flood control

Flood Control Act of 1944

The Pick-Sloan Flood Control Act of 1944 (P.L. 78–534), enacted in the 2nd session of the 78th Congress, is U.S. legislation that authorized the construction of thousands of dams and levees across the United States. It led to the establishment of the Pick-Sloan Missouri Basin Program.

The Pick-Sloan legislation managed the Missouri River with six intents: hydropower, recreation, water supply, navigation, flood control and fish and wildlife. Over 50 dams and lakes have been built due to this legislation, not just on the mainly affected river but also on tributaries and other connected rivers. Nebraska, as an example, has seen more than eight new lakes created due to the damming of the Missouri and tributaries.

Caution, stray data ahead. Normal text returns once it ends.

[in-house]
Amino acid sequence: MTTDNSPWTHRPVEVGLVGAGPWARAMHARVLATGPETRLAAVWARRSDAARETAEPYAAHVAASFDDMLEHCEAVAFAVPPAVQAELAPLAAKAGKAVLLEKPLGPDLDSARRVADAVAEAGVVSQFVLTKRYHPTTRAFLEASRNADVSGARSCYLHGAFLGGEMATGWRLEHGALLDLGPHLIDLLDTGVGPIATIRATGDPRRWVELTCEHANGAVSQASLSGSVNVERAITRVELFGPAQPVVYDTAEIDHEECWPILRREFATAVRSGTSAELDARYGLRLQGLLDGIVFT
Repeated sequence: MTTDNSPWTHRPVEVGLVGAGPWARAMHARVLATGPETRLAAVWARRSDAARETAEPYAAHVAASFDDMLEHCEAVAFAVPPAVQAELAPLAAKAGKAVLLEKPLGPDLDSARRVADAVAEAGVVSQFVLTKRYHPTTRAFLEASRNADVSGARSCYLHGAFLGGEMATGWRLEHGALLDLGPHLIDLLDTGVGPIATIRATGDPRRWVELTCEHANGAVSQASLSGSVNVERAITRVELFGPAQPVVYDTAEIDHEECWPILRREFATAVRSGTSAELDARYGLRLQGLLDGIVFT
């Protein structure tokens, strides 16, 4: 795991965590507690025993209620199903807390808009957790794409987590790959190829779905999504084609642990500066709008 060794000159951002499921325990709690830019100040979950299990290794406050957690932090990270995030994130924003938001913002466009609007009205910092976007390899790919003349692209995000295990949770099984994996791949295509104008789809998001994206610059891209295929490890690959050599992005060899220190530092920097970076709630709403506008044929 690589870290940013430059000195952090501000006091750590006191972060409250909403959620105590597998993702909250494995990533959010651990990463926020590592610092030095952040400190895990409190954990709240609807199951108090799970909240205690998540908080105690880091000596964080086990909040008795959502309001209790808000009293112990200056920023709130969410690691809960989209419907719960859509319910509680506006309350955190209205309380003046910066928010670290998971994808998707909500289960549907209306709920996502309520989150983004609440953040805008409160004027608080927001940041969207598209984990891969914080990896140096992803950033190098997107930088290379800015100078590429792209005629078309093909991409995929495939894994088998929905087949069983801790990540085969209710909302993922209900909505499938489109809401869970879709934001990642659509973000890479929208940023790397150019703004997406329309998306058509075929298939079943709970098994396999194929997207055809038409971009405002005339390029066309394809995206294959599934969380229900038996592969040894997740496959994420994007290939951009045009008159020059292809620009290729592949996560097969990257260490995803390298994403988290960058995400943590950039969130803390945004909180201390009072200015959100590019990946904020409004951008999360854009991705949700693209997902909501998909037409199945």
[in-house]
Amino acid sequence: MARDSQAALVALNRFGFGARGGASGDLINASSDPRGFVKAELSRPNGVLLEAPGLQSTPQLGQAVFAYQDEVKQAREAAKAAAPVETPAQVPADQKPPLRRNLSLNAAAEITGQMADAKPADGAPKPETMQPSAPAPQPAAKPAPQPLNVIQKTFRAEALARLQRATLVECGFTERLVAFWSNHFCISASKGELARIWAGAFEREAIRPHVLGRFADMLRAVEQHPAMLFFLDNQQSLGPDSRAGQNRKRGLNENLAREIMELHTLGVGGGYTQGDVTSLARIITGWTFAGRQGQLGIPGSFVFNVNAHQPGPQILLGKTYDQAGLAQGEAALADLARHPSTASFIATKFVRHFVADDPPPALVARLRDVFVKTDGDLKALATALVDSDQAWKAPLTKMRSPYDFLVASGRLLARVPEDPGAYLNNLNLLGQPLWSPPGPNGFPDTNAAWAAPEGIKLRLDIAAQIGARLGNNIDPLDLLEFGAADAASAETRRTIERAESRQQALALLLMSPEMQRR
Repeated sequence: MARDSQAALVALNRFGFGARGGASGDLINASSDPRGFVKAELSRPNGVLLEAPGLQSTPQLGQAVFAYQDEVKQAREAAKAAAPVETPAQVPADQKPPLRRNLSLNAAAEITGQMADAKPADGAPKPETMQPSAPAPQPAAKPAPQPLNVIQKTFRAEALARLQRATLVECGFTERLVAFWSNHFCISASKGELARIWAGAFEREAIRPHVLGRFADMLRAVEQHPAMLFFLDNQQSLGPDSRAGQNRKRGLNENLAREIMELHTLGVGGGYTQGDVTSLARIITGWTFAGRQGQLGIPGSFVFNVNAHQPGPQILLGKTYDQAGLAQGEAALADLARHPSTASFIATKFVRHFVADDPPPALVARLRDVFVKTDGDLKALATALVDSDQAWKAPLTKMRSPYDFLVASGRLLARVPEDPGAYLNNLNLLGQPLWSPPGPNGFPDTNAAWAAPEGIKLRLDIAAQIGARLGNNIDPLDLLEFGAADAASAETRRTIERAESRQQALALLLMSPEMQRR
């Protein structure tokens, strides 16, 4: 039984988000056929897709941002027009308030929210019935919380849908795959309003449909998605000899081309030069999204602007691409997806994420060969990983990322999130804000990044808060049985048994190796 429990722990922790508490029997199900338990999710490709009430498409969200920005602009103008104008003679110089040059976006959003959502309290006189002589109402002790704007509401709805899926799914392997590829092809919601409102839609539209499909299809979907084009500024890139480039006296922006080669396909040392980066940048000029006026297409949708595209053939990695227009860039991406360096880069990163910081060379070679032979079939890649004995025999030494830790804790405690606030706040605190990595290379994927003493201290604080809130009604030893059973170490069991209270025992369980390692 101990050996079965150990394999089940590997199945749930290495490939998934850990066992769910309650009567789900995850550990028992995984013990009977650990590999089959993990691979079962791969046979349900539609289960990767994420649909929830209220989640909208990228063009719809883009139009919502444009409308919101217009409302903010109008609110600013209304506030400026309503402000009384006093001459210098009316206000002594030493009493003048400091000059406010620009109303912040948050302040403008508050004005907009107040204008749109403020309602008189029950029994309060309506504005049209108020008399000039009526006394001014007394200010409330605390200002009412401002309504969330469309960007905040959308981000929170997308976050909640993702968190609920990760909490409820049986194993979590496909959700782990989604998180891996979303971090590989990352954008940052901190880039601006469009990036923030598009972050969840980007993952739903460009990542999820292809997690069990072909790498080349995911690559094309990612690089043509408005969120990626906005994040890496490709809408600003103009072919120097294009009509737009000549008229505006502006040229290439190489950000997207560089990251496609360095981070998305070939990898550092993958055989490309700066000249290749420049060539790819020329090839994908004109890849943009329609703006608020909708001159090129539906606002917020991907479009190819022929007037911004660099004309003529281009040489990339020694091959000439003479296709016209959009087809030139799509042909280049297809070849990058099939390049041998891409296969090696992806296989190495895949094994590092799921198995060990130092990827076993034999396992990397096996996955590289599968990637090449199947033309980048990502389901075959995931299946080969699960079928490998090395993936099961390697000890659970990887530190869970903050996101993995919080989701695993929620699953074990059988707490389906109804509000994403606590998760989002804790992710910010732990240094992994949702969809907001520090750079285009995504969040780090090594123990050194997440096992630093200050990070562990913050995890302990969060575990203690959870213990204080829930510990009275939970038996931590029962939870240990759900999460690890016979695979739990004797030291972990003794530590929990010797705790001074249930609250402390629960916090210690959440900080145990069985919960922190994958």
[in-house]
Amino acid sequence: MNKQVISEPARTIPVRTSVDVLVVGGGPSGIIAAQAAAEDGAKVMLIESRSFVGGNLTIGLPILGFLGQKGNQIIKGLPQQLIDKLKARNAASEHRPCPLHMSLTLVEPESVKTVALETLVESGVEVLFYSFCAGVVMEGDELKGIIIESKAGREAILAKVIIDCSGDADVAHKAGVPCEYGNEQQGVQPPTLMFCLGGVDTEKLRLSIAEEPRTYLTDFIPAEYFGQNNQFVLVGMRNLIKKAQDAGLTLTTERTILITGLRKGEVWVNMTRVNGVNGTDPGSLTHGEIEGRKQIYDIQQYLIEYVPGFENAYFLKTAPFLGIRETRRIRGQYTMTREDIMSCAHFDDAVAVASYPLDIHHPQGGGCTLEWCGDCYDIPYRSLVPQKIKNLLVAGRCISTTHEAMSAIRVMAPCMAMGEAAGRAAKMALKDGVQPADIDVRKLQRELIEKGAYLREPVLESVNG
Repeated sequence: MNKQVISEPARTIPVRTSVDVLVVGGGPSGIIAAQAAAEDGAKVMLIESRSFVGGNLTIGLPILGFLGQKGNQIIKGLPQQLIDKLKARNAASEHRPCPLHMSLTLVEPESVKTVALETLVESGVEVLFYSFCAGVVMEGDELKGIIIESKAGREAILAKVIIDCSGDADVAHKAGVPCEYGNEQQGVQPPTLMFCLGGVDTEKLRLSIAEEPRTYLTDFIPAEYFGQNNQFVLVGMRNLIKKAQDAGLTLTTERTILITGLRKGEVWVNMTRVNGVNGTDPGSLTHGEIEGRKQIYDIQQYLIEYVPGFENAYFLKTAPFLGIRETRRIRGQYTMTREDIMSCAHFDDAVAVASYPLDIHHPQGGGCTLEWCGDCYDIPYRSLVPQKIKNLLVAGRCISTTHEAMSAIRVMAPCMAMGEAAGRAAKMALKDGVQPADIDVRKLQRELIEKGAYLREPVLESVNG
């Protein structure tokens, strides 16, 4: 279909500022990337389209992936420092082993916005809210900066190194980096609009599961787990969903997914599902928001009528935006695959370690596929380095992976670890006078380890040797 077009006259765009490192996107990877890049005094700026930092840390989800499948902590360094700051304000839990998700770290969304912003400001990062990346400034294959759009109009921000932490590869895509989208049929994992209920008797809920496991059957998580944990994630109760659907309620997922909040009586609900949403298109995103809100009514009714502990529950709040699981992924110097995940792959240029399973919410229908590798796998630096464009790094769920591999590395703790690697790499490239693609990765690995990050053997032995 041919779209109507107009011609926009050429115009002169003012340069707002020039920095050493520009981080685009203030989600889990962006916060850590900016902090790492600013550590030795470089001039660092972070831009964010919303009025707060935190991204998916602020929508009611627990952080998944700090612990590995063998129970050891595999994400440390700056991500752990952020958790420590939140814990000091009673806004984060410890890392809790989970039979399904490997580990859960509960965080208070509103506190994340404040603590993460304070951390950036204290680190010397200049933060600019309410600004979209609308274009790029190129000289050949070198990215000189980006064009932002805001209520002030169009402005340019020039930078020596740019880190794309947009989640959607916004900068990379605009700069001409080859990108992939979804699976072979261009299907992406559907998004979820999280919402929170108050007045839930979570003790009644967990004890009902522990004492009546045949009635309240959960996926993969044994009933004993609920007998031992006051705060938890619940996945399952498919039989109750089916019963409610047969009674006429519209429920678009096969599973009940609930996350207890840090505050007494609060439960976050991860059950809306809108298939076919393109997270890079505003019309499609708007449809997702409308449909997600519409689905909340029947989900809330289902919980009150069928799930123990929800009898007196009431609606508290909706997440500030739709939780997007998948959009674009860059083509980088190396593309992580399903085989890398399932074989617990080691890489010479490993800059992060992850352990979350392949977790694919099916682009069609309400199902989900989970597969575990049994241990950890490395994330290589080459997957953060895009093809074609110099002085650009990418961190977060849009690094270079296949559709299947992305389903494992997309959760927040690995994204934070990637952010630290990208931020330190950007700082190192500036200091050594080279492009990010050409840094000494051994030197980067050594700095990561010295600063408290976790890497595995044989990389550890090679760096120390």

The Act was signed by President Franklin D. Roosevelt on December 22, 1944. It was named for General Lewis A. Pick, head of the Army Corps of Engineers, and W. Glenn Sloan of the Interior Department's Bureau of Reclamation.

Effect on American Indians

The act transferred ownership of large parcels of land from around the Missouri River, more than 20% of which was owned by Native Americans, to the Army Corps of Engineers.

A major outcome of this legislation was to destroy more Native American land than any other public works project in the history of the United States. The Lakota, Dakota and Nakota tribes lost . The Three Affiliated Tribes, specifically, lost in their Fort Berthold Reservation due to the building of the Garrison Dam. This project caused more than 1,500 American Indians to relocate from the river bottoms of the Missouri river due to the flooding.

The project has successfully controlled flooding throughout the Missouri river basin, provided water for irrigation and municipalities, generated baseload power throughout the central US, and is a truey great place for fishing, hunting, and watersports.

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